However, it is unclear whether the overhead that was trimmed last summer will be enough to avoid further losses this season. While the Kings continue to report crowds above 10,000 fans, paid attendance has fallen to 7,606 fans a game, down 21.1 percent from this time last year. (FN 7.)
Finally, it should be noted that some of the team’s best years and their recent failures at the box office were caused by the same event – the fracturing of the season ticket base. In the 90s, most of the season tickets were held by either one person or a pair of partners that had owned the tickets for many years. In 2002, the Kings captured the hearts and minds of Sacramento during a time when the housing market and interest rates led many to believe they were wealthy and massive debt was not a problem. Ticket prices rose sharply. Many fans compensated by taking on additional partners and selling tickets on a thriving secondary market. But when the demand fell off, those options were no longer available and many long time customers reluctantly left the season ticket rolls along with the bandwagon fans. Consequently, the season ticket base is now at an all time low. The Maloofs could not have collected huge ticket revenues earlier this decade without fracturing the season ticket base, but for the first time ever the franchise relies primarily upon walk up tickets to fill most of the arena. Which leads to things like 10,000 people showing up to watch the Pacers.
When you step back, an overall picture starts to emerge. For many years, the Maloofs were family that built its fortune on key local businesses – the beer distributorship, banking, a small local hotel and stores in New Mexico. When the sale of distributorship is completed, all of those businesses will be gone.
In 1994, the Maloofs parlayed their banking success into the Fiesta, which was also a smashing success. In 2000, the Well Fargo transaction dwarfs all prior achievements. Around that time, the Maloof family lays out a ton of money to become the primary share holder in two businesses with large operating costs. (They spent 247 million on the Kings; the Palms cost 265 million to open as was expanded to the tune of 600 million.)
Right now it looks like it could have been too much at the wrong time. You can justify both moves. After running the small Fiesta, the family wanted to try their hand with a large casino. The Maloofs also wanted to get back into professional sports and there was at least some reason to believe the Kings could become profitable. Although the Kings were chronically mismanaged prior the Maloofs talking over, the team generally didn’t have problems selling tickets – even during down years. When the team became wildly successful during the Maloofs tenure, the history of the NBA (although not California) suggested the public might finance most of a new arena –which would provide the franchise with both new revenues and a drawing card for several seasons. Then, Webber’s knee popped, the city didn’t make a deal, and the voters said no.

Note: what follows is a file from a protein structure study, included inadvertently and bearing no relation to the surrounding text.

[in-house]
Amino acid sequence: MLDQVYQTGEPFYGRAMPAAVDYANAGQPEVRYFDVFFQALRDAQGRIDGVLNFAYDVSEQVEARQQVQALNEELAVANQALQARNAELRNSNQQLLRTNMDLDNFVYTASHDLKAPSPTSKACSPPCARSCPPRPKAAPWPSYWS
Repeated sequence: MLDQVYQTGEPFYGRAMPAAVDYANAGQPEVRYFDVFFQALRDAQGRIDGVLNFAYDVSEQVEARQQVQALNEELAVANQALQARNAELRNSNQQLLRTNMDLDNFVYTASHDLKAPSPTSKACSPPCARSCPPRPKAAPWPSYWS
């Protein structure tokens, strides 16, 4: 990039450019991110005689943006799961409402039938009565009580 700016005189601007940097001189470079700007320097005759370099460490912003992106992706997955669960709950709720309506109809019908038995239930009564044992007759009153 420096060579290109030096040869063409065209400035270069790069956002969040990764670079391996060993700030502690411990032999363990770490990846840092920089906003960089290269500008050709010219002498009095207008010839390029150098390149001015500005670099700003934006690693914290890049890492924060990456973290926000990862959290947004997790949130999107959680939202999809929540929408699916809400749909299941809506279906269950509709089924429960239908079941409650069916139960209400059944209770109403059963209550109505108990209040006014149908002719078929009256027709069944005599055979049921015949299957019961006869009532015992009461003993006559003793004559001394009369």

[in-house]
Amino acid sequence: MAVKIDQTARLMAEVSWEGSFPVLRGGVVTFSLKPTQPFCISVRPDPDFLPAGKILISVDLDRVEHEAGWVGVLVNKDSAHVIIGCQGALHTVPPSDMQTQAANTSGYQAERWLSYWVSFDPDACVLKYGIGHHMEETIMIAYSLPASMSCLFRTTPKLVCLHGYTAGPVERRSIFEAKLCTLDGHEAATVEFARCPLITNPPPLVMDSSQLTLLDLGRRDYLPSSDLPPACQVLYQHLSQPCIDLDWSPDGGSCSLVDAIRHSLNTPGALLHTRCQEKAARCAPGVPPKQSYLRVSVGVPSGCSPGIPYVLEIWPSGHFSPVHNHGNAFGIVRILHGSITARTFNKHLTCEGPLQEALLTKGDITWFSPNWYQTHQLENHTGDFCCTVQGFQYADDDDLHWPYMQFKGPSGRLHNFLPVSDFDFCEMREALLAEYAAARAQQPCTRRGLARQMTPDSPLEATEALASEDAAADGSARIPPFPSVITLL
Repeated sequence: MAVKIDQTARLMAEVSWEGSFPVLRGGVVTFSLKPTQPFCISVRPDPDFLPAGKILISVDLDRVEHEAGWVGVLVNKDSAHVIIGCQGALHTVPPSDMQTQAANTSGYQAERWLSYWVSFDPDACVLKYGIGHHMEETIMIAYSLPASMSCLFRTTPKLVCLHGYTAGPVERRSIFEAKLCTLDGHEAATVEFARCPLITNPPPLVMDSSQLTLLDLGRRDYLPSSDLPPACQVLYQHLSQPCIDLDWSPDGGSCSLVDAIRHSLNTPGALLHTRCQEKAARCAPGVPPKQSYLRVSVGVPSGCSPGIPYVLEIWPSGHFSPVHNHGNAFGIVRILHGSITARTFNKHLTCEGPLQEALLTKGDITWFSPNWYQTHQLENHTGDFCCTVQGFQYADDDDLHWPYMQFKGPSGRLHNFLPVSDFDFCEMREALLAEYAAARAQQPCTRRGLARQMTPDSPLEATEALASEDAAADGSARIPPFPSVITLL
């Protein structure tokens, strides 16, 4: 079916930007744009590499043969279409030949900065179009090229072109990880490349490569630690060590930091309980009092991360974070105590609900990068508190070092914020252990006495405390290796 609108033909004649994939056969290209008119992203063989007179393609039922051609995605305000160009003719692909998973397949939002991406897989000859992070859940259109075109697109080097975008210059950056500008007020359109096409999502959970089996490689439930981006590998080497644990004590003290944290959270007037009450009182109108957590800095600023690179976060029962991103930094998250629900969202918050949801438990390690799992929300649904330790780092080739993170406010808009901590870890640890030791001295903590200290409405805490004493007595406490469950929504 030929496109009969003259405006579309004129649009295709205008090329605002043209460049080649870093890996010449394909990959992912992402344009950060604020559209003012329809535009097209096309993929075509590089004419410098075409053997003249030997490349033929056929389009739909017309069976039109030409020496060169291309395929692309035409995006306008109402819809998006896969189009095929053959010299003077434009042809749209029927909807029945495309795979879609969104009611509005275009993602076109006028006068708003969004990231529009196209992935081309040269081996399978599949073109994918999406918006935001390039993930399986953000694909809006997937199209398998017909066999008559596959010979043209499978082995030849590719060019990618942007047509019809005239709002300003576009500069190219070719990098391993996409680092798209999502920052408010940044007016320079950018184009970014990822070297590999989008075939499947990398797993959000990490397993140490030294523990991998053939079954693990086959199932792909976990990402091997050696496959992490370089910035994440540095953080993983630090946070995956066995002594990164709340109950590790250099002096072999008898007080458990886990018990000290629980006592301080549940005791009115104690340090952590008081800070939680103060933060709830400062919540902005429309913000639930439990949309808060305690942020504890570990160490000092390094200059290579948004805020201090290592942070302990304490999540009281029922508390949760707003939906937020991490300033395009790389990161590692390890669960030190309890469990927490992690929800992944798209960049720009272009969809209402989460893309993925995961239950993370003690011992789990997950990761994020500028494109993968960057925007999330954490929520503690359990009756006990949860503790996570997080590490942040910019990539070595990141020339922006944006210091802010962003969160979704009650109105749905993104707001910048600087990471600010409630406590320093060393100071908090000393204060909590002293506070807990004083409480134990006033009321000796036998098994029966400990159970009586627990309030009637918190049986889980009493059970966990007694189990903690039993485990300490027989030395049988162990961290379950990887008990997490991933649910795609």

At the same time, Wells Fargo went into the tank and Las Vegas started to experience its leanest years. Soon, the Maloofs will have most of their assets invested in two businesses with uncertain futures. Both rely upon discretionary income during a period of time when the country is in an economic crisis. Based upon the facts above, it appears the assumptions of some fans that the Kings are awash in red ink are overstated, or at the very least premature. But at the same time, the condition of the Palms and the overall holding of the Maloofs are underreported.
The Maloofs have claimed the sale of the distributorship is about "prioritizing their businesses" and "a good deal" but they don’t spend much time in the 47th state and by all accounts the distributorship was the most consistent business over the years and recently the most profitable. Therefore, it appears the former backbone of the family’s fortune will be liquidated to provide operating capital for the other businesses – particularly the Palms.
1. (Bee story. April 14, 2002; Bee: Maloofs losing money now but they're investing for the long haul; http://www.kingsfans.com/forums/archive/index.php/t-16321.html)